Won’t You Be My Neighbor?

Wrapping up a two-week vacation that began with our anniversary week, Collen and I decided to go to the movies.  She suggested the new Fred Rogers documentary that came to the big screen recently – where filmmaker Morgan Neville examines the life and legacy of Mr. Rogers. My first reaction was – not so sure. I wasn’t his biggest fan, but I didn’t know why. Recommended by my daughter I thought, “what the heck?”

Every day the character, played by Fred Rogers, would get home from work, put on a cardigan and sneakers, and talk to his neighbors, delivering lessons on friendship, love, kindness, acceptance, and more. (We, the viewers, were his neighbors, too).

I remember watching Mr. Rogers Neighborhood as a youngster but only on rare occasion. I saw more episodes as re-runs, when my daughter was growing up, than when I was a little tike. Probably because I was a bit older than the target audience when he first came on the air. But who could forget the parities. One sketch, in particular, stuck out to me. It was hilarious – Eddie Murphy on Saturday Night Live. Yikes. But in true Fred style, in 1982, he was at Rockefeller Center in New York and had just finished taping a segment of Late Night With David Letterman. According to David Newell, who accompanied Fred on the trip, staff suggested Fred stop by the set of Saturday Night Live and meet Eddie Murphy. It was taped on the building’s ninth floor. “Fred knocked on Eddie’s dressing room door. When Eddie opened it, he took a step back, surprised, then got a big smile on his face and said, ‘The REAL Mister Rogers’, and hugged Fred.”

That’s Fred Rogers. He didn’t avoid conflict. He tackled the hard subjects head on. He spoke often about kindness, love, and acceptance, but he also understood that getting angry is a fact of life. Rather than try to get rid of our anger, Mister Rogers taught us that it was important to manage it.

“I found that if I played the piano when I was angry, [my parents] didn’t mind that,” he said. “And then little by little, I’d see the music would be sounding less and less angry. So it seemed the more I played, the more anger got out of me, and I felt better about everything.”

“The thing to remember is that we’re in control of our anger: It does give you a good feeling to know that there’s something that you can do to help you become the master of the mad that you feel, and not have to hurt yourself or anybody else,” he said.

I literally had tears in my eyes for most of the last third of the documentary. If there were ever a man that exuded love – to the bone – it was Fred Rogers. I didn’t realize how intentional he was about delivering the message of identity security to so many young children. Encouraging them constantly to understand the unique nature of each individual and what they had to offer to the world. It was uncanny. Yet so Christ-like. A message delivered in complete concert with the 2nd greatest commandment to love your neighbor as yourself.  Not only to the little ones on his show but to college students at commencement addresses.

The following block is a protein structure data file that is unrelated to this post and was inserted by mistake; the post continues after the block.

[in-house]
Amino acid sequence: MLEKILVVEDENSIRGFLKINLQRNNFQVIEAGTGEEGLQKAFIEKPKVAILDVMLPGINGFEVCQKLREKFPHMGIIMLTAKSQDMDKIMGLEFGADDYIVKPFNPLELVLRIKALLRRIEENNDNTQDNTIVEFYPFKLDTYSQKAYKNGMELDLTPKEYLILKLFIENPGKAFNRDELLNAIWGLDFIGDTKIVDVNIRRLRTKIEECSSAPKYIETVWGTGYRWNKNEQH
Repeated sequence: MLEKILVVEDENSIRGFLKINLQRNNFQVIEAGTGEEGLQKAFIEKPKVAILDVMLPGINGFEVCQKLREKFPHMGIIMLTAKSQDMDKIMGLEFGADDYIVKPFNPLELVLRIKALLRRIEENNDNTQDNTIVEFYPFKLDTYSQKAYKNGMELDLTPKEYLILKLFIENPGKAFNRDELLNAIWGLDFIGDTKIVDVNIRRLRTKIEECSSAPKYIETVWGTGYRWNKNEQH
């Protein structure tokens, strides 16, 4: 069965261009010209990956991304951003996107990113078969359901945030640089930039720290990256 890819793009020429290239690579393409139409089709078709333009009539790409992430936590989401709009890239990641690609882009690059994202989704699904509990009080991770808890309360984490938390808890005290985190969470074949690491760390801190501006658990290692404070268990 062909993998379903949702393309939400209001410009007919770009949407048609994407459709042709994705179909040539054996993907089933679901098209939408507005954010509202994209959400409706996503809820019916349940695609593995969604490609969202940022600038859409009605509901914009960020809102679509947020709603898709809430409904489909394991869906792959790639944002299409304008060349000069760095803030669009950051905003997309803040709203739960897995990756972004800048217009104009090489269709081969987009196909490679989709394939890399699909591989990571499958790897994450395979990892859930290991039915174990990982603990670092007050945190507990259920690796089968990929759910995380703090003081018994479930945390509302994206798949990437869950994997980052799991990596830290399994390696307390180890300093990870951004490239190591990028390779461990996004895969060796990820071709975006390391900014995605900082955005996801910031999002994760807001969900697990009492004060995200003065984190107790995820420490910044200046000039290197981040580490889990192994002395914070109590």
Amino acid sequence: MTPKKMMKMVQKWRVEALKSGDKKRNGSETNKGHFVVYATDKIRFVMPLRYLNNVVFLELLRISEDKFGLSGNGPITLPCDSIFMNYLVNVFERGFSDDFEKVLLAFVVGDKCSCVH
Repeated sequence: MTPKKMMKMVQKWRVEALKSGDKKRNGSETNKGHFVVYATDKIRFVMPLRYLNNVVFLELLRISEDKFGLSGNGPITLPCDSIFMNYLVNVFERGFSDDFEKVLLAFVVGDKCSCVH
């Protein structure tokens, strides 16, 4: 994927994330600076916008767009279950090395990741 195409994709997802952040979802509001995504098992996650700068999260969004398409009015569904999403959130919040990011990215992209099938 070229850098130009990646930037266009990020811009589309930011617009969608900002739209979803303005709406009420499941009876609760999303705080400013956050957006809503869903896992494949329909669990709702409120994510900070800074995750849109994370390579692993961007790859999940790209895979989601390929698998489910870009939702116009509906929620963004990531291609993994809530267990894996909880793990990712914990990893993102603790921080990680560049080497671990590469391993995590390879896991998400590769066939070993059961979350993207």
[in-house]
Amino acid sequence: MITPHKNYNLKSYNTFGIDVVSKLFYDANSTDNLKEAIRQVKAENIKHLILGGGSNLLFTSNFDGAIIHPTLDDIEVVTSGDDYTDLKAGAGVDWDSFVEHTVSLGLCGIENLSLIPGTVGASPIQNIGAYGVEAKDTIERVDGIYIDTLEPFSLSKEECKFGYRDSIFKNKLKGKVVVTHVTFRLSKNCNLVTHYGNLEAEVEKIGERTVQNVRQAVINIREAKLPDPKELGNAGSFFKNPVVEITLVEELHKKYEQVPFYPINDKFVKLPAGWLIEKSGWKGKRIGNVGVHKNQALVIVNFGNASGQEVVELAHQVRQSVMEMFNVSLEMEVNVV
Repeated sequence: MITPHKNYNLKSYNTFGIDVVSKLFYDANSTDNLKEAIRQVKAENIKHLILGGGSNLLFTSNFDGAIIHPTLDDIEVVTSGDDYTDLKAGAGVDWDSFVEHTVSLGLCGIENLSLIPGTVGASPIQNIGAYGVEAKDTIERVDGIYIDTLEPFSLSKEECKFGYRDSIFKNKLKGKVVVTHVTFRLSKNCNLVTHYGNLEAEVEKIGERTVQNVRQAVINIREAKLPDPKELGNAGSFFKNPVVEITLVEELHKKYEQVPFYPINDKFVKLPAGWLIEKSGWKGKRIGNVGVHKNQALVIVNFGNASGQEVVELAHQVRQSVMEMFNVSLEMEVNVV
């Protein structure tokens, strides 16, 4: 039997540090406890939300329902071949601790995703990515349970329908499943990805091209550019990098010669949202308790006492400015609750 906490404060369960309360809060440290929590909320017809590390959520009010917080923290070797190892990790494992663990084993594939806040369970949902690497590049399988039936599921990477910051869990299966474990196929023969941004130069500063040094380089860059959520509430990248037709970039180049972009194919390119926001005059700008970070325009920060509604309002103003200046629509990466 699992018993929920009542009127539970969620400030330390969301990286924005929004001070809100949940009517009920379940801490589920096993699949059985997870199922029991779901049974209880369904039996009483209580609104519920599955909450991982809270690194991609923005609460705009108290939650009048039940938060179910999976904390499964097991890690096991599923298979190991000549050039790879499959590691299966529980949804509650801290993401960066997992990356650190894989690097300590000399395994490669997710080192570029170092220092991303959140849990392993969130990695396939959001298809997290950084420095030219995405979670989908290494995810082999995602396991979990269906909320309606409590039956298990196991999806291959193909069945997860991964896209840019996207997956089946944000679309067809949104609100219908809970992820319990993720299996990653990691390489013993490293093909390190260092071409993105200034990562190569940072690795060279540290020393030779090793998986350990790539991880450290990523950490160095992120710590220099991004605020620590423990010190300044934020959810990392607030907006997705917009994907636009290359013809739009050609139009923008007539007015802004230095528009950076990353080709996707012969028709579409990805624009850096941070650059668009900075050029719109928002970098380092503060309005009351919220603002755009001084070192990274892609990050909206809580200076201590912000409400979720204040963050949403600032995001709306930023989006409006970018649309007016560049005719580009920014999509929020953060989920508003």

Here’s an excerpt from his 2002 speech to graduates at Dartmouth University. “There’s a neighborhood song that is meant for the child in each of us, and I’d like to give you the words of that song right now. ‘It’s you I like, it’s not the things you wear. It’s not the way you do your hair, but it’s you I like. The way you are right now, the way down deep inside you. Not the things that hide you. Not your caps and gowns, they’re just beside you. But it’s you I like. Every part of you. Your skin, your eyes, your feelings. Whether old or new, I hope that you remember, even when you’re feeling blue, that it’s you I like. It’s you, yourself, it’s you. It’s you I like.’

And what that ultimately means, of course, is that you don’t ever have to do anything sensational for people to love you. When I say it’s you I like, I’m talking about that part of you that knows that life is far more than anything you can ever see, or hear, or touch. That deep part of you, that allows you to stand for those things, without which humankind cannot survive. Love that conquers hate. Peace that rises triumphant over war. And justice that proves more powerful than greed.

So, in all that you do in all of your life, I wish you the strength and the grace to make those choices which will allow you and your neighbor to become the best of whoever you are.”

A stellar example of what Christ calls us to do first. Love Him. Then love others. Wow.

I love this statement from New York Times movie critic A.O. Smith as he characterized Rogers in this way. “Mister Rogers’s demeanor balanced openness with reserve, curiosity with tact. The most radical thing about him was his unwavering commitment to the value of kindness in the face of the world that could seem intent on devising new ways to be mean. ‘Let’s make the most of this beautiful day,’ he would sing at the start of each episode. He made it sound so simple, but also as if he knew just how hard it could be.” I couldn’t agree more.

Let’s take lessons from Fred Rogers and make our life about LOVE. The love that saved us and unconditionally accepts us. Just the way we are.



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